From the aktualne.centrum.cz:
This year the One World festival, organized by the People in Need foundation, decided to bestow the prestigious human rights prize to Liu Xiaobo, an imprisoned Chinese intellectual and dissident.
Former president Václav Havel handed over the prize last night to a group of Chinese dissidents who represented Liu Xiaobo.
He is one of the original signatories of Charter 08 (and to the other signatories), a new dissident movement and a manifesto criticising Chinese government for violating human rights and freedom of speech, policies that damage the environment.
Read also: Chinese dissident receives Czech prize on the Prague Daily Monitor:
As Liu Xiaobo is being imprisoned, former Czech president Vaclav Havel gave the prize to his counterparts.
The award is given by the group People in Need annually to the people with contribution to the field of human rights.
Organisers said Liu Xiaobo had been awarded as he was one of the personalities of the Chinese democratic movement that seeks dialogue and non-violent solution to conflicts despite unabated persecution by the state power.
Various people can understand in their own way the sense of Charter 2008, but its signatories agree on one thing: the Charter speaks about basic values and objectives of civilised society, Xu You, one of its signatories, said when accepting the prize.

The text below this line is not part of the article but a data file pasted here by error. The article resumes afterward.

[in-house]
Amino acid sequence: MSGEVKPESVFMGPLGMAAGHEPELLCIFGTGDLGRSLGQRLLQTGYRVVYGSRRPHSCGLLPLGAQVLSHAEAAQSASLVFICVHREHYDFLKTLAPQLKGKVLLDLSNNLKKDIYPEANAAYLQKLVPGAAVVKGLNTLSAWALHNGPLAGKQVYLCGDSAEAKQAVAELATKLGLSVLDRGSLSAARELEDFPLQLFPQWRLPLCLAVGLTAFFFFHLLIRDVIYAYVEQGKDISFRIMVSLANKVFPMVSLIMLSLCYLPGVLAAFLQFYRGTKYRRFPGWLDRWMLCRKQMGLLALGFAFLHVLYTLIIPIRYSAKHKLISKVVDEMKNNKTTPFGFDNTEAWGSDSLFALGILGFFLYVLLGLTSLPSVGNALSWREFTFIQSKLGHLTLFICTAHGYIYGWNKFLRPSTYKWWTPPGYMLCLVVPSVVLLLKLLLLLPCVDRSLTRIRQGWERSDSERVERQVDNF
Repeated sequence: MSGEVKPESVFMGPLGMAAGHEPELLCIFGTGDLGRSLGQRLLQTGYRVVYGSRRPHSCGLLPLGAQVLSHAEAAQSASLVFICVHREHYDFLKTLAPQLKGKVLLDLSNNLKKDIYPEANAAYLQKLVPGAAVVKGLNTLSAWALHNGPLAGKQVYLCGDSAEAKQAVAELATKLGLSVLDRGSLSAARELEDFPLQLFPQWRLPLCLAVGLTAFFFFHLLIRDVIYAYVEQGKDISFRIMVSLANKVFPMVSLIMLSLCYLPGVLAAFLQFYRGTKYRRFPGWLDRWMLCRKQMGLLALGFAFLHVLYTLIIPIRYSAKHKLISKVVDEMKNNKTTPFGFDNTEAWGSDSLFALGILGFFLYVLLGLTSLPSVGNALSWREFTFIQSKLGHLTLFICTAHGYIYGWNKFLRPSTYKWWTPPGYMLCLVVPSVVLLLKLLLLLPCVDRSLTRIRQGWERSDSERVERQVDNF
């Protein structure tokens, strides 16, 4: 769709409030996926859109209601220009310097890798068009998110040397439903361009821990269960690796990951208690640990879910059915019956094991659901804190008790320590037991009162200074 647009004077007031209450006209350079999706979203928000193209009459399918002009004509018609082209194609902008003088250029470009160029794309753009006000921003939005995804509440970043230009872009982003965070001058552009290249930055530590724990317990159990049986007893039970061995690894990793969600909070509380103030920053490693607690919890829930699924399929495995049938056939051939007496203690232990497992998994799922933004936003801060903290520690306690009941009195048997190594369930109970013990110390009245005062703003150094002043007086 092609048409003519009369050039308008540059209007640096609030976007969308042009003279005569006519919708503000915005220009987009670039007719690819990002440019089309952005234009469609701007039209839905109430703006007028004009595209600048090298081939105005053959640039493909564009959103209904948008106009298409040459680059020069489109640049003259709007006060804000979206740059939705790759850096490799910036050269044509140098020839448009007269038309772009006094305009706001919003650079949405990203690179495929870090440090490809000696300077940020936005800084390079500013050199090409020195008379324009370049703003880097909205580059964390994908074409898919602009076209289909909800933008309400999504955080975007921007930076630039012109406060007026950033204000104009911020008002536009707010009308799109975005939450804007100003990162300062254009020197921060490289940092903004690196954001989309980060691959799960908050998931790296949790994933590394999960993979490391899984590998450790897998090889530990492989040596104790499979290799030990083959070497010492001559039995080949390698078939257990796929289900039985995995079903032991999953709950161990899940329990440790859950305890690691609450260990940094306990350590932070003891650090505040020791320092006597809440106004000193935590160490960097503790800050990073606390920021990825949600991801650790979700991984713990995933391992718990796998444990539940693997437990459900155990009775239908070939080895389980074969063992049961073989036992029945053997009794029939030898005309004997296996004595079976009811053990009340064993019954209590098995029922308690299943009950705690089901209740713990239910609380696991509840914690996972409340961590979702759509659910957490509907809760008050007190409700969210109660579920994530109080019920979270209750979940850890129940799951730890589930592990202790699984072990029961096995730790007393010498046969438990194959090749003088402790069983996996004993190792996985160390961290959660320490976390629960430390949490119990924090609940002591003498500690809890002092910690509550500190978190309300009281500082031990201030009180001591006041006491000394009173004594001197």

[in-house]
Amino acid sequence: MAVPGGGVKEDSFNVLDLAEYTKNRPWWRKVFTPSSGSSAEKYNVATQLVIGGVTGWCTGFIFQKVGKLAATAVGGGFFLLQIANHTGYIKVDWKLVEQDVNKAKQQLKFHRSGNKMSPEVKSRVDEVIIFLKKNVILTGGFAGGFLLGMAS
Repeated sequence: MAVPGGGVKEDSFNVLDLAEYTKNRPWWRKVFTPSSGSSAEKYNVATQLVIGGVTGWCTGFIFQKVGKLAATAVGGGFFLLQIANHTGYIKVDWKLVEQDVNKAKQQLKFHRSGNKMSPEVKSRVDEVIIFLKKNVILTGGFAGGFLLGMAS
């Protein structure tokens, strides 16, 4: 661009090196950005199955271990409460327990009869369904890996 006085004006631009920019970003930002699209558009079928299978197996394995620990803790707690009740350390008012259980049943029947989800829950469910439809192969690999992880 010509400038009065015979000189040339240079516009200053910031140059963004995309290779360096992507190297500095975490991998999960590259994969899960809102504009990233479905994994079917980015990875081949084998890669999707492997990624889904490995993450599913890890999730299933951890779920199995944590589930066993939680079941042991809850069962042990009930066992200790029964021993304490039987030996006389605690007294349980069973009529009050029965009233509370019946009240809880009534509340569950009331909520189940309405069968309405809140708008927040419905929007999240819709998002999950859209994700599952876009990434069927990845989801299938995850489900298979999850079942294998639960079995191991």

Read also: China: democracy’s ‘Don Quixotes’ face despair – and hope, says Havel by Michael Allen:
In a forceful and moving address, Cui Weiping, a prominent intellectual who has translated Havel, Ivan Klima and other dissident writers into Chinese, paid tribute to the unsung women who “stand in the first rank of those who call for human rights and democracy”. She cited Liu Xia, Liu Xiaobo’s wife; Zeng Jinyan, wife of the imprisoned Hu Jia; the mothers of Tiananmen Square, including the founder of the association, Professor Ding Zilin; and the mothers of the Sichuan earthquake victims as being amongst those whose suffering and courage consistently appeals to the world’s “conscience, humanity and morality”.
I would like once more to point out our experience, one that our Chinese friends should adopt in one way or another, the experience that one may never reckon with success, one may never reckon with the situation changing tomorrow, the day after tomorrow, or in ten years. Perhaps it will not. If that is what you are reckoning with, you will not get very far.
However, in our experience, not reckoning with that did pay in the end, we found that it was possible to change the situation after all, and those who were mocked as being Don Quixotes, whose efforts were never going to come to anything, may in the end and to general astonishment get their way. I think that is important. In a peculiar way, there is both despair and hope in this. On the one hand we do not know how things will end, and on the other, we know they may in fact end well.